"AJSH & Co LLP"    is now    "Mercurius & Associates LLP" "AJSH & Co LLP"    is now    "Mercurius & Associates LLP" "AJSH & Co LLP"    is now    "Mercurius & Associates LLP"

Anti-Profiteering Mechanism on GST

Anti profiteering mechanism on GST 2

Section 171 of the CGST Act, 2017 and rules 123 to 137 of the CGST rules deals with the provision of anti-profiteering authority under GST law which provides that it is mandatory to pass on the benefit due to the reduction in the rate of tax or from an input tax credit to the consumer by way of commensurate reduction in prices.

Profiteering is an activity of making unreasonable profits on the sale of essential goods, especially during times of emergency. It happens when you increase your product prices unfairly to create a higher profit margin. Companies may do this when there is a high demand for their products, or when supplies are scarce. The GST regime automatically creates chances for profiteering. For example- if your tax rate was 18% before GST, but after GST it was 5%. If you kept your prices the same, your profit margin would rise. Therefore, the purpose of GST is to create lower prices for consumers; the government considers this as profiteering.

Anti-profiteering is a mechanism to curb profiteering. It has been integrated under GST law to provide the interest of reduction in GST rates to the consumers in terms of reduced prices and not allow more profit margins to the business person. The suppliers of goods and services must pass on any reduction in the rate of tax or the benefit of input tax credit to consumers by way of proportionate decline in prices. This is not the first time that India has an encounter with anti-profiteering. West Bengal passed Anti-profiteering way back in 1958.

Procedure under anti-profiteering

  1. State-level screening committee
  • Screens the applications to be sure the supplier has not passed the benefit
  • Relevant cases passed to the standing committee
  1. Standing committee on anti-profiteering
  • Receive written application
  • Examine evidence that benefit has not passed on
  • Within 2 months refer the case to Director-General
  1. Director general of safeguards
  • Investigate
  • Collect evidence
  • Issues notice within 3 months
  1. National anti-profiteering authority
  • This mechanism ensures that prices remain under check and also ensures that businesses do not pocket all the gains from GST
  • Authority has the power for:
    • Reduction in prices
    • Return to the buyer, the benefit amount not passed along with 18% interest
    • Payment of penalty
    • Cancellation of registration

Anti-profiteering rules under GST
Section 171(1) emits responsibility to pass on the benefit of GST to the recipient for the following two aspects: 

  1. Reduction of the tax rate in the new tax regime
  • Passing of benefit due to reduction of the tax rate, in case of supplies preferential of tax or for instant services is not a big challenge. It is because invoices will directly evidence the reduction in the tax rate, and the beneficiary will get the benefit of the rate reduction. Such cases can be seen now for eating out and travelling through app-based taxis which has reduced by 1%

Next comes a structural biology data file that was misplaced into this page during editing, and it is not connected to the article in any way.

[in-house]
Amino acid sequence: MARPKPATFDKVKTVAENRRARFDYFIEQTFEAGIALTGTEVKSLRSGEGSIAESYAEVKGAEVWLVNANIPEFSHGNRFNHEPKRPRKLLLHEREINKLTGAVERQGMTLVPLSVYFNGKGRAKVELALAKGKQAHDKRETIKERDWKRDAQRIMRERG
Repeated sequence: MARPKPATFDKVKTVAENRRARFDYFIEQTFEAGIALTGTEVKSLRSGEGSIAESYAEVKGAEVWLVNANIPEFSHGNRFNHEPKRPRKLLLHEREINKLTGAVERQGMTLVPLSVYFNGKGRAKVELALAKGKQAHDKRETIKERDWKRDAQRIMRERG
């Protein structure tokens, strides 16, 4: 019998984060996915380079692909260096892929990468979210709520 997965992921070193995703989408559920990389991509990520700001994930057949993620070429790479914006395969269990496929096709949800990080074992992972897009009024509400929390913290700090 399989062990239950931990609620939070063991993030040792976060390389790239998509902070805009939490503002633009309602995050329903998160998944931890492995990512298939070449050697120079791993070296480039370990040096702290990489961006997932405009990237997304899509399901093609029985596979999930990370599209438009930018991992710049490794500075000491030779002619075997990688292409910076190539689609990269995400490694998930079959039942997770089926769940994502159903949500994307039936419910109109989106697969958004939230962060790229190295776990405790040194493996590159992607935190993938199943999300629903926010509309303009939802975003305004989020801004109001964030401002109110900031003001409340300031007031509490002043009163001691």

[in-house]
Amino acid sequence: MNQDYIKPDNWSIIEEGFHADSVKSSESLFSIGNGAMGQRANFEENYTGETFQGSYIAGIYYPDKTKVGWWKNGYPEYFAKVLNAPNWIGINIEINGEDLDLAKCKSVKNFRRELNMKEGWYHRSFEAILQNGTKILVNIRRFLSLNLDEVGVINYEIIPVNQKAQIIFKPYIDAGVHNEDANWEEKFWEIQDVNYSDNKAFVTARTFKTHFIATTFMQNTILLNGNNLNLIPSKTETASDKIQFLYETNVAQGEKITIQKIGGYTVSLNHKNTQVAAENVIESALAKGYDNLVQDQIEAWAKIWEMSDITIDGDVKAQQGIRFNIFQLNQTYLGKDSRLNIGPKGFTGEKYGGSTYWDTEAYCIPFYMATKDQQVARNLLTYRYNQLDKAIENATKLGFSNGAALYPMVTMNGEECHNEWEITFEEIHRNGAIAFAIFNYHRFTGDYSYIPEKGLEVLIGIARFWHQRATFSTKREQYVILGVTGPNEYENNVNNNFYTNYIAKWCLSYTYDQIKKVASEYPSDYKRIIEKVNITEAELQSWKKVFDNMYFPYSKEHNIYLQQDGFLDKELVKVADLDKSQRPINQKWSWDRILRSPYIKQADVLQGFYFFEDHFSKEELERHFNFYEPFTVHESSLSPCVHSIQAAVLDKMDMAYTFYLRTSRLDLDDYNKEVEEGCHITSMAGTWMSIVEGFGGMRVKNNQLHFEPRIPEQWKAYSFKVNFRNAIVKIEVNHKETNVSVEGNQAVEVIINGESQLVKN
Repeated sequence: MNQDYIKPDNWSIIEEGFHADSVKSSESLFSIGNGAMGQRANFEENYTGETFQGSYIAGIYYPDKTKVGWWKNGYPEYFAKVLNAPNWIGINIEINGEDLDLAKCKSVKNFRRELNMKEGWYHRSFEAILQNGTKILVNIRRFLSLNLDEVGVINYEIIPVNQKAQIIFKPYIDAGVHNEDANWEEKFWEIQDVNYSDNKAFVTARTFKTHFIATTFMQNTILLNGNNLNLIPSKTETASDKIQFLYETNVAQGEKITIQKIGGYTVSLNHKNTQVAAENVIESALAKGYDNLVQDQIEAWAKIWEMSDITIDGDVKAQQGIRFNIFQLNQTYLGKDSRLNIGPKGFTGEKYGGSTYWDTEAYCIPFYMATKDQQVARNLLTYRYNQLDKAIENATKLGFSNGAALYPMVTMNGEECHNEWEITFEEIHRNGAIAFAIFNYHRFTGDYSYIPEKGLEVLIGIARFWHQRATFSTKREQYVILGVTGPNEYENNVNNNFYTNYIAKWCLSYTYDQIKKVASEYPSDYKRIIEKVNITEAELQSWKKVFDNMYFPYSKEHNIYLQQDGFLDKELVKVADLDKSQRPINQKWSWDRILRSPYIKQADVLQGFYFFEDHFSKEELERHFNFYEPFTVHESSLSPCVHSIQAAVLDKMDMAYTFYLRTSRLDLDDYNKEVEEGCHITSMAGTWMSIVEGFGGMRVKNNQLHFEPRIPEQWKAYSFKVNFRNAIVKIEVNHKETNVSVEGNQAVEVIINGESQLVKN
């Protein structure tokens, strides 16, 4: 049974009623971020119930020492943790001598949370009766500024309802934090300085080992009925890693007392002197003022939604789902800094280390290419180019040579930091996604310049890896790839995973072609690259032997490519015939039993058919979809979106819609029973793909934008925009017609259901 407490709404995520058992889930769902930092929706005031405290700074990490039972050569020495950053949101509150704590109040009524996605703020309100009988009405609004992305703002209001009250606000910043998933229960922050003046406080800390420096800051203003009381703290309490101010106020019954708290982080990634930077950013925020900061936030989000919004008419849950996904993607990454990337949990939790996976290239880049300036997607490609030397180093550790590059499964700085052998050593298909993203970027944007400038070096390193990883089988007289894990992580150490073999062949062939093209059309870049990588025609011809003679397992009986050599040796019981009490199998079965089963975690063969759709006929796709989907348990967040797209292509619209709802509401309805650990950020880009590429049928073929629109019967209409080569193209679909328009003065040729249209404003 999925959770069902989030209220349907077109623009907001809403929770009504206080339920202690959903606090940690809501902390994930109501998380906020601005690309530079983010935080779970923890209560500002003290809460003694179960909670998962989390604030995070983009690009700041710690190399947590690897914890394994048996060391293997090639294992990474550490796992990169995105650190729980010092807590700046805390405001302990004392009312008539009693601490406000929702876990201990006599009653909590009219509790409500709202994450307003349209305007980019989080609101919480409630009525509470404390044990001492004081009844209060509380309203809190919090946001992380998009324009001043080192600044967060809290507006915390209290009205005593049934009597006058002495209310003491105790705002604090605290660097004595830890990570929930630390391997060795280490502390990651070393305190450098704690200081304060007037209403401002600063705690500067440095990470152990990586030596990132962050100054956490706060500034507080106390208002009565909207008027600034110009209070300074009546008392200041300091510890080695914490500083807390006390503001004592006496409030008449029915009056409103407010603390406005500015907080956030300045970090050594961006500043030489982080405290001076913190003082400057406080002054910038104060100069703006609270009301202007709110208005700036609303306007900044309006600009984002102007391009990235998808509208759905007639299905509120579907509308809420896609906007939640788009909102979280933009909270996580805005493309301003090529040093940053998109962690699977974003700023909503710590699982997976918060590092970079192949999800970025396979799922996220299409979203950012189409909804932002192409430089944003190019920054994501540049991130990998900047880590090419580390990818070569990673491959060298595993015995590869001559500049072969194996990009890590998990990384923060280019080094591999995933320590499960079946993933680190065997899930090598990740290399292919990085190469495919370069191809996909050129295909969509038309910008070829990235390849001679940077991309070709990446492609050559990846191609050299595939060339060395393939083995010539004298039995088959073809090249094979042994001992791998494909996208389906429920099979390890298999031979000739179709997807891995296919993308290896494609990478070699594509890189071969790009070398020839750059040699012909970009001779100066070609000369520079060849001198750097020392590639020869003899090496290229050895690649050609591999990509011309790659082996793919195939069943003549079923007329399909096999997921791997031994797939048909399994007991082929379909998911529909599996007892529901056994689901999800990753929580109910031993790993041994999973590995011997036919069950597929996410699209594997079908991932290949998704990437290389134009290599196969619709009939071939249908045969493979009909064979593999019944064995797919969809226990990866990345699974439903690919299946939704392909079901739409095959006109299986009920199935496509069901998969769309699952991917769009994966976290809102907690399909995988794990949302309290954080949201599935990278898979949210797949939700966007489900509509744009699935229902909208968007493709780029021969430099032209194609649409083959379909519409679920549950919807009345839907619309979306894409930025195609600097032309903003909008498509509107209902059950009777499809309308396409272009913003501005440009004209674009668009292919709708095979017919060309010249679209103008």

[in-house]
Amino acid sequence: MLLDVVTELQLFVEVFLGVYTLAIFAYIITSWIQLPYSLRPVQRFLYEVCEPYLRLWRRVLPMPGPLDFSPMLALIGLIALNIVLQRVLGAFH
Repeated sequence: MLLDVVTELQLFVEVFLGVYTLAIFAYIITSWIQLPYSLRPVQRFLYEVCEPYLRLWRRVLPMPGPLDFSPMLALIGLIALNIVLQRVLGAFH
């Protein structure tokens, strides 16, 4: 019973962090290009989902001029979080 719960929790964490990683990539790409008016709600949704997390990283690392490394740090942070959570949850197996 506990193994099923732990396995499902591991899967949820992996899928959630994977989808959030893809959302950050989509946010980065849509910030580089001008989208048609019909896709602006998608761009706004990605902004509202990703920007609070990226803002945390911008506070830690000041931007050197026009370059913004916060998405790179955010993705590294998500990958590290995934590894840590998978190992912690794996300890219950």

• Although, in the case where the contract of supplies is comprehensive of taxes, the provision will emit responsibility on the supplier to reduce the price due to the reduction in the rate of taxes. If GST has a negative effect on the cost, then prices can be increased. If tax rates are increased, tax under reverse charge imposed etc. then prices will rise.
  • Example- domestic LPG was exempt from tax under earlier regime. Now they fall under the previous rule. Now they fall under 5% GST. This will increase the prices of cooking gas.
  1. The benefit of input tax credit
  • Almost all industries will be affected concerning the passing of benefit due to better credit chain. In every place, whether it is a service, manufacturing, trading or any other specific industry, all are going to get the advantage of the better flow of input tax credit except sectors having zero-rated output supply. So overall, the expectations of anti-profiteering provisions commensurate reduction in prices of supplies.
  • Example- radio taxis previously could not modify the input VAT on office supplies with the output service tax payable. Now, ITC on all inputs can be limited against output tax. They pass on these benefits in the form of offers and discounts. Correspondingly, many big stores have GST sales and special offers to pass on the benefit.

Drawbacks for breaking this rule
If your company gets a notice from Director-General of safeguards, you have a chance to protect yourself. If the national authority decides that your functioning is above board, you can get away with a caution. If not, it’s up to the group to determine what happens. At a minimum, you will probably be ordered to reduce your prices appropriately in the future. In utmost cases, the authority could decide to revoke your GST registration. That means your company could not do any business that’s taxable under GST.

As a business owner in India, it’s essential to be conscious of the GST anti-profiteering laws. By keeping complete records and making sure you pass tax deductions and credits on to your customers, you can avoid penalties and future GST cancellation.

At AJSH, we assist our clients in dealing with various GST matters (GST registration, filing of GST returns, claiming refund & GST audits) by providing them adequate support and guidance from our end. If you have any questions or would like to know more about Anti-profiteering laws on GST, kindly contact us.



Ready to assist with any of your queries or concerns


Ready to assist with your Queries